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WRT 105 Robots and Races (Otis): Research Guide

Organizing your ideas

Organizing your sources

Whether you're writing a literature review or gathering sources for a research paper, a mind-map or a matrix can help organize your information. A mind map helps you organize the elements of your review using a structure you create yourself. A matrix pre-sets some of the structure by having columns for each article, and rows for the specific elements you're interested in, you can see if you've got opposing arguments, missing data, methods, evidence, etc. Here's an example of a mind map, or you can create your own:  https://www.mindmeister.com/149941134/literature-review     You can download a Microsoft Word Matrix for Literature Review here: 

Looking for introductory essays and articles?

The sources below cover many topics in Philosophy. The Philosophy Compass covers the entire discipline of philosophy and publishes original, peer-reviewed, state-of-the-art surveys of current research. The handbooks and companions are focused collections on particular areas in Philosophy.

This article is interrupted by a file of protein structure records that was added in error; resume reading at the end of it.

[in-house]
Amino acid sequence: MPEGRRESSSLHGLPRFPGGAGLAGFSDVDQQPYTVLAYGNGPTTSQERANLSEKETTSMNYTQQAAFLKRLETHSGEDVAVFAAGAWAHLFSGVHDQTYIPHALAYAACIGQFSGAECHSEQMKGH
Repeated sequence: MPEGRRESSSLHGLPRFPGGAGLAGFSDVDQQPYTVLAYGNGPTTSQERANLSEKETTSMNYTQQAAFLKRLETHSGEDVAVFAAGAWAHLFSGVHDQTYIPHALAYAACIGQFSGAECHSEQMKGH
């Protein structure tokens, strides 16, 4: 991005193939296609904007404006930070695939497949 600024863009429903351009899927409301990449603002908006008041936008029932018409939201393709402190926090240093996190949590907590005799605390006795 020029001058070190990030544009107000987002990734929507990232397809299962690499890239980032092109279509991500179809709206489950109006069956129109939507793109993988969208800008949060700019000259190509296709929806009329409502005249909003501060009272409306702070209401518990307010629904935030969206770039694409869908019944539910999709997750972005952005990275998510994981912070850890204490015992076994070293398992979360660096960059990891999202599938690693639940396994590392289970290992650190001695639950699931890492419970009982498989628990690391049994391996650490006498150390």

Picking your topic IS research!

Researching your topic: Step 1 - Encyclopedia and bibliographies

Getting started on your topic? Begin by checking out these encyclopedia and bibliography databases. They'll provide you with a basic background for your topic, and a list of important papers published on your topic.  This is a great time-saver.

When you have a list of books or articles to search for, you can search from our Articles & Books tab on our homepage: http://www.library.rochester.edu.

Researching your topic: Step 2 - Finding Articles and Books on your topic

Looking for articles or books on your topic?  You can search using the  Articles and Books tab to search UR for them, or for citations you've found from step one (If we don't have an article you need, you can request it through Interlibrary Loan - step 3 below). 

If you're just beginning your research, it's best to start with a philosophy-specific database. This means that your results will all be papers in philosophy. 

If you have an article that you like and would like to see who else has cited it since it was published, try Google Scholar - just find your article and then click the "Cited By" link. 

Interlibrary Loan

If UR doesn't have the article or book you need, Interlibrary Loan (ILL) is a service that will deliver a copy to you. PDFs of articles usually arrive in two days or less!  Just go to the ILL page: https://illiad.lib.rochester.edu/

Still can't find what you're looking for?  Please contact me! 

Librarian

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Eileen Daly-Boas

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